The European Union lifted its year-long import ban on herring and mackerel from the Faroe Islands, ending a dispute over alleged over-fishing in the northern Atlantic.
The decision to lift the ban from Aug. 20 was made after the Faroe Islands, a self-governed territory within the Danish Realm and not part of the EU, agreed to limit herring catches for 2014 to 40,000 tonnes, the European Commission said in a statement.
The EU imposed the ban in August last year and prohibited Faroe Islands vessels from docking in EU ports in a row over alleged over-fishing, with the world’s biggest fish importer saying it had to protect a fish stock referred to as the Atlanto-Scandian herring.
The Faroe Islands, a small archipelago in the north Atlantic Ocean halfway between Norway and Iceland, took its case to the World Trade Organisation (WTO), accusing the EU of violating international maritime law.
The fishing industry accounted for about 80 percent of Faroese exports in 2011, according to the government.
The Commission said the newly agreed catch limit would not endanger the conservation of stocks in the area but added that the lifting of the import ban does not represent a tacit agreement by the EU that 40,000 tonnes is a legitimate share for the Faroe Islands.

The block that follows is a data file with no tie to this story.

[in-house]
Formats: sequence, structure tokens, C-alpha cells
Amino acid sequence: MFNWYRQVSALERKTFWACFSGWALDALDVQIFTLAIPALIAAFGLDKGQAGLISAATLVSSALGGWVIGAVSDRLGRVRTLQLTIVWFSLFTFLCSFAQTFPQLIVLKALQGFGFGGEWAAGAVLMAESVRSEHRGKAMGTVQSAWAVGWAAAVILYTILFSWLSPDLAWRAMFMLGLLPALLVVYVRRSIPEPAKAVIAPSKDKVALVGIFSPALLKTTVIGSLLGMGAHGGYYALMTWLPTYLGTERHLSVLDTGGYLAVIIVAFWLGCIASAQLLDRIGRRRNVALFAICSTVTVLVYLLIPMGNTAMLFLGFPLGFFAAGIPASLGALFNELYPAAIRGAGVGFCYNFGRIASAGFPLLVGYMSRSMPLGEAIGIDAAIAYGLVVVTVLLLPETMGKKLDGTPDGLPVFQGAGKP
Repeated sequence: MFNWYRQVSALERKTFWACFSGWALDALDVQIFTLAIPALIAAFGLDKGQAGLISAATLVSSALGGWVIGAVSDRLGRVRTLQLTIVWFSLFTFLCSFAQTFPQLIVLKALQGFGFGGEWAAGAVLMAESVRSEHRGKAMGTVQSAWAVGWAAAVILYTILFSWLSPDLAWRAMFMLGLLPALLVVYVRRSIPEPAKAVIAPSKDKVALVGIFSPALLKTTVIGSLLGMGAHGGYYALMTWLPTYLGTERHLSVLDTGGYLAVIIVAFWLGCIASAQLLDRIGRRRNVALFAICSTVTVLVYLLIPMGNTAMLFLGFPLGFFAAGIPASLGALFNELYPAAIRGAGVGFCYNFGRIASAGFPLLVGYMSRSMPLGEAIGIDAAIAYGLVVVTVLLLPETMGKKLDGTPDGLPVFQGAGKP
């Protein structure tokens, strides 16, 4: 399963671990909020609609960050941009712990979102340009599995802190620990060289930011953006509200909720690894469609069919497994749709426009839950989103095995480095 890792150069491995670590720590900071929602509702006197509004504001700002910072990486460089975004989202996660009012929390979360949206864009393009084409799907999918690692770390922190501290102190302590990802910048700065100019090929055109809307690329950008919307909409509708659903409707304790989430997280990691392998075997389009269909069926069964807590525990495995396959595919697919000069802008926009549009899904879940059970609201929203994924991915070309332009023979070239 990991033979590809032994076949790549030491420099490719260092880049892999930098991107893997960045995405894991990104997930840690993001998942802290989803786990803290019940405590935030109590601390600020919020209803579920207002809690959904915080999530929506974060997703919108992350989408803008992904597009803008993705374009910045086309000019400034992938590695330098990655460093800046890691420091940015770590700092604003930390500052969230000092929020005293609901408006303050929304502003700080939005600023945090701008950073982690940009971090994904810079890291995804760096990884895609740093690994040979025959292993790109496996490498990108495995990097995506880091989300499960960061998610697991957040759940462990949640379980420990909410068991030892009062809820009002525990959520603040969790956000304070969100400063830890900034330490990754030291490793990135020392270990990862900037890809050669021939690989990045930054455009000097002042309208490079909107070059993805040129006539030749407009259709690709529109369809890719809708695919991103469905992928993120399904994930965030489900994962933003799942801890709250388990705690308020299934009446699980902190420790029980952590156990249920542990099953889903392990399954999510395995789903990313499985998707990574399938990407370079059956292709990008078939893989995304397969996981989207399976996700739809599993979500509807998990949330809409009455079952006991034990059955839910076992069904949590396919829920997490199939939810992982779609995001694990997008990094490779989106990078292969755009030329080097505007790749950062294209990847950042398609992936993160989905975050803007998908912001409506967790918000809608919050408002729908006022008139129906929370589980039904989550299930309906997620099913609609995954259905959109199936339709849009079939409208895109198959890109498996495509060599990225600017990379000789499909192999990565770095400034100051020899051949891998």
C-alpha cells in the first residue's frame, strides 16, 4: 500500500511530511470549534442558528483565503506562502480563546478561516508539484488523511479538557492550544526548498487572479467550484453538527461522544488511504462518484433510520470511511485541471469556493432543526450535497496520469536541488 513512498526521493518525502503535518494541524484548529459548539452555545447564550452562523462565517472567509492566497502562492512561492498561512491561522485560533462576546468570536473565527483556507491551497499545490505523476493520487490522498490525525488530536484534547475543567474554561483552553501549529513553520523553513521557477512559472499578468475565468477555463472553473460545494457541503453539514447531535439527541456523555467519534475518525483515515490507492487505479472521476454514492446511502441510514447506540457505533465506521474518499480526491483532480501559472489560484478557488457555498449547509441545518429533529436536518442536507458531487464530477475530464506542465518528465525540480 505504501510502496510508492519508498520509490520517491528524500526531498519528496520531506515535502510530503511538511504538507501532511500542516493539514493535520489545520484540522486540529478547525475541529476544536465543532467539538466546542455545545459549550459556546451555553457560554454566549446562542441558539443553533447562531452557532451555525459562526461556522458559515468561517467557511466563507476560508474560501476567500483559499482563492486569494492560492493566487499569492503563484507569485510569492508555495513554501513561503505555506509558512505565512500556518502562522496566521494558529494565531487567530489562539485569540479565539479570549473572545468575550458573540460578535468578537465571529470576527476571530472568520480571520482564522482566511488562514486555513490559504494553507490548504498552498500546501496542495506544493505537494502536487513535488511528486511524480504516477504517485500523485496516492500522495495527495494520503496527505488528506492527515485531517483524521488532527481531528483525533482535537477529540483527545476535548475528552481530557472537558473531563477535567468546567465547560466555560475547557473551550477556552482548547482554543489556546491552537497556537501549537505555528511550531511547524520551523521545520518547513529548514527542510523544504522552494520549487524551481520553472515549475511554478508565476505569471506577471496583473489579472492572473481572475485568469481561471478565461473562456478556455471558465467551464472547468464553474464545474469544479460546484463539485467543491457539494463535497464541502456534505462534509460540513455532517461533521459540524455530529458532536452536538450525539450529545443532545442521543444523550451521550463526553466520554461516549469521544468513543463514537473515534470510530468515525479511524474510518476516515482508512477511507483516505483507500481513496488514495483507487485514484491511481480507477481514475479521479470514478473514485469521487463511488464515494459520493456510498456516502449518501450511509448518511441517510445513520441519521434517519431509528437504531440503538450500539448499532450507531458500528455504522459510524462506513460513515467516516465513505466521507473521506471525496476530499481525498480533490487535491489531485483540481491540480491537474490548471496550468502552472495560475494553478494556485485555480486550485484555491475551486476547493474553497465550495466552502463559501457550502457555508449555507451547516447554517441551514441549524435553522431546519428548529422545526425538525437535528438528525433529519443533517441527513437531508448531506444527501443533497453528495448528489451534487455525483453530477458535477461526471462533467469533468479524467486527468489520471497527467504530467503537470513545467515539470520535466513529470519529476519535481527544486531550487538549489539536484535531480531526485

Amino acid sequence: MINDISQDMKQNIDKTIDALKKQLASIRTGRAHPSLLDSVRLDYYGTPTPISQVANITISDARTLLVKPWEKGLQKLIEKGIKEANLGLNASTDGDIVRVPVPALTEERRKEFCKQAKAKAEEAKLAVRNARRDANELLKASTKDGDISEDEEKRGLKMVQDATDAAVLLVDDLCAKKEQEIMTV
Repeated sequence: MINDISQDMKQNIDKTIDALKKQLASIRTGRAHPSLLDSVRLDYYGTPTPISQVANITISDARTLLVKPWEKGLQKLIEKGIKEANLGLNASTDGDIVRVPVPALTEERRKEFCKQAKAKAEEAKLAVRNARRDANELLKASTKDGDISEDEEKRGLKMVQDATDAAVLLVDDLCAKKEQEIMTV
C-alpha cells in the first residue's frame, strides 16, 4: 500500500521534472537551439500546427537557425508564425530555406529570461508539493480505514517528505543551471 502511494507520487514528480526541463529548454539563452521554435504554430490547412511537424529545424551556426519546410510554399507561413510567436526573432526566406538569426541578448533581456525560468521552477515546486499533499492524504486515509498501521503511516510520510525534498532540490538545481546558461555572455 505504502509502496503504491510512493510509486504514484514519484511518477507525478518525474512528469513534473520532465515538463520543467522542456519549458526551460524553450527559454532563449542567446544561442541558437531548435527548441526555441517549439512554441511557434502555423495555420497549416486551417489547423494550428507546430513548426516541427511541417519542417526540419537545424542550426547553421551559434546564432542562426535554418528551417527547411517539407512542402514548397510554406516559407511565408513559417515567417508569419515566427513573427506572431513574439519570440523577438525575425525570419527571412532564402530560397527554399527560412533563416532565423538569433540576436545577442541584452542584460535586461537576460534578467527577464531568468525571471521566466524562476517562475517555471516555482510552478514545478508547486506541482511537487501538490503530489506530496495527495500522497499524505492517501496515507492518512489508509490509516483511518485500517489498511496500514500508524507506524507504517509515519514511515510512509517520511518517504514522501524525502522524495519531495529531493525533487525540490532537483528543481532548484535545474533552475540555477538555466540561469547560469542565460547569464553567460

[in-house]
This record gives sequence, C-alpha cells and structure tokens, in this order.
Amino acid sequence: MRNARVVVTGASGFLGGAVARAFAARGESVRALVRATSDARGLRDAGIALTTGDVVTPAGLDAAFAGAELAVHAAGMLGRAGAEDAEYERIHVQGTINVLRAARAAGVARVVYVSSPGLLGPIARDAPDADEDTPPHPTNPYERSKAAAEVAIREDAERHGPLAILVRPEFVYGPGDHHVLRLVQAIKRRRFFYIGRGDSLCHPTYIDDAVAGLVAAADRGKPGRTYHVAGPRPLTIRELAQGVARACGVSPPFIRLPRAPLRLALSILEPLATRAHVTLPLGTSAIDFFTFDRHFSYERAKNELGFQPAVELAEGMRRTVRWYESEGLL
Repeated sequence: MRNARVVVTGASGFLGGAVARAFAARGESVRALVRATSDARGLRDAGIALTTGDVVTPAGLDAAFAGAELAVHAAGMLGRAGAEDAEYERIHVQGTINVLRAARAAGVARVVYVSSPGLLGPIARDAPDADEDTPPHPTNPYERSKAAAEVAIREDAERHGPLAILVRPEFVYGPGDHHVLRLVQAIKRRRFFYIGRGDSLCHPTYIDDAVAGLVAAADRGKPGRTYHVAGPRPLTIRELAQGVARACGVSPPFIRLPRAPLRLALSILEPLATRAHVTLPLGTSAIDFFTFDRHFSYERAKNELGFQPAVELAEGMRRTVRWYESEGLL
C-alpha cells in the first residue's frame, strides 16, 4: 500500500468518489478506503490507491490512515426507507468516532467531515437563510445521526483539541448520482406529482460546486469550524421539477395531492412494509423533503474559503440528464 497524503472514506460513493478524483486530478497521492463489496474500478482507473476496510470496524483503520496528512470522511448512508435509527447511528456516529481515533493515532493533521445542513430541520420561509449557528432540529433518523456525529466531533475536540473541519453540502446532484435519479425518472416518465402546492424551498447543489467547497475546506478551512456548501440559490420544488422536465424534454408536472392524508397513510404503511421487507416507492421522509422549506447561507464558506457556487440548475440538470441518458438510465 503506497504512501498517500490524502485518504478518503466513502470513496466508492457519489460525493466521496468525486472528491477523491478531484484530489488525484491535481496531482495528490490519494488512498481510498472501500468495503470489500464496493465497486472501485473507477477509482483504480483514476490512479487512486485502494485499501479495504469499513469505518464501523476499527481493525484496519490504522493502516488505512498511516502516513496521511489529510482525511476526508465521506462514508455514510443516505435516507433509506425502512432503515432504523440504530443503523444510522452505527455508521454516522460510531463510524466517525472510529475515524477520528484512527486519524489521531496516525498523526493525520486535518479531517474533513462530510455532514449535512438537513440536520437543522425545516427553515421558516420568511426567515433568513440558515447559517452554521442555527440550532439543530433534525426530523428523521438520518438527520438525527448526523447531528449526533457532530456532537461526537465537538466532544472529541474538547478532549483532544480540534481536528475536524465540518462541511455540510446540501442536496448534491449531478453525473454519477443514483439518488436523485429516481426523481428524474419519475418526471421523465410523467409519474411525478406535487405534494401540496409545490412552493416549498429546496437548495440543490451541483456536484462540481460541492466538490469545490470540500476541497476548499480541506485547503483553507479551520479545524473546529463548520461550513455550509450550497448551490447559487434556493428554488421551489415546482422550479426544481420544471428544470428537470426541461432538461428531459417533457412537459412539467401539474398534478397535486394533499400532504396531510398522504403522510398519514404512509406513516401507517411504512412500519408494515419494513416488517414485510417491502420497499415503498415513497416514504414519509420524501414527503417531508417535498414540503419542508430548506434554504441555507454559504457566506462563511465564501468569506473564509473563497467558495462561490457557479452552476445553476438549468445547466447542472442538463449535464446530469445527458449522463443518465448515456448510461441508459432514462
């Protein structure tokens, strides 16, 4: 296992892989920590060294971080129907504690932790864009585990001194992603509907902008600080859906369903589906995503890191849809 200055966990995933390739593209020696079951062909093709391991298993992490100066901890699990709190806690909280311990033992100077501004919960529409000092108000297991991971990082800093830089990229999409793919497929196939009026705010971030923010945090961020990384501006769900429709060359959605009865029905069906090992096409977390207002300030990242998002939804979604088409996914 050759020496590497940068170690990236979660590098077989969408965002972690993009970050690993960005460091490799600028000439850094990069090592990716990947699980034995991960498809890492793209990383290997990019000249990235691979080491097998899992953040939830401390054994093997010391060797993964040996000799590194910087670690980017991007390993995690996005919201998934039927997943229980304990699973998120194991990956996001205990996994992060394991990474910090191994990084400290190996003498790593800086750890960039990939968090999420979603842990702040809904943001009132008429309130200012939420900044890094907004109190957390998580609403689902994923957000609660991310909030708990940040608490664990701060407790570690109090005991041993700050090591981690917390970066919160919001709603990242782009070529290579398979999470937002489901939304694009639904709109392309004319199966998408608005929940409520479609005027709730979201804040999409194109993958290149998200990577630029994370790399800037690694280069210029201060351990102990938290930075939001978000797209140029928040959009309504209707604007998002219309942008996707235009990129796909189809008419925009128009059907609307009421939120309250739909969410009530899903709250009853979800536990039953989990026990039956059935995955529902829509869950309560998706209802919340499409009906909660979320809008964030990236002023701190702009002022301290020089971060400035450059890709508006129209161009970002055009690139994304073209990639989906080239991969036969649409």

“It is merely indicative of the fact that the sustainability of the stock is no longer in jeopardy,” the Commission said.
In 2013 the Faroe Islands awarded itself a quota that more than trebled its previously agreed shared of the Atlanto-Scandian herring stock, triggering the import ban.
In addition, the five coastal states sharing the mackerel and herring stock - Norway, Russia, Iceland, Faroe Islands and the EU - will start talks in the autumn to decide on how best to ensure the area is not over-fished.
The Commission estimates that 75 percent of European fish stocks are over-fished, compared with 25 percent worldwide.
In May last year the EU struck an agreement to end decades of over-fishing that had depleted its stocks, with strict enforcement of quotas for member states. (Reuters)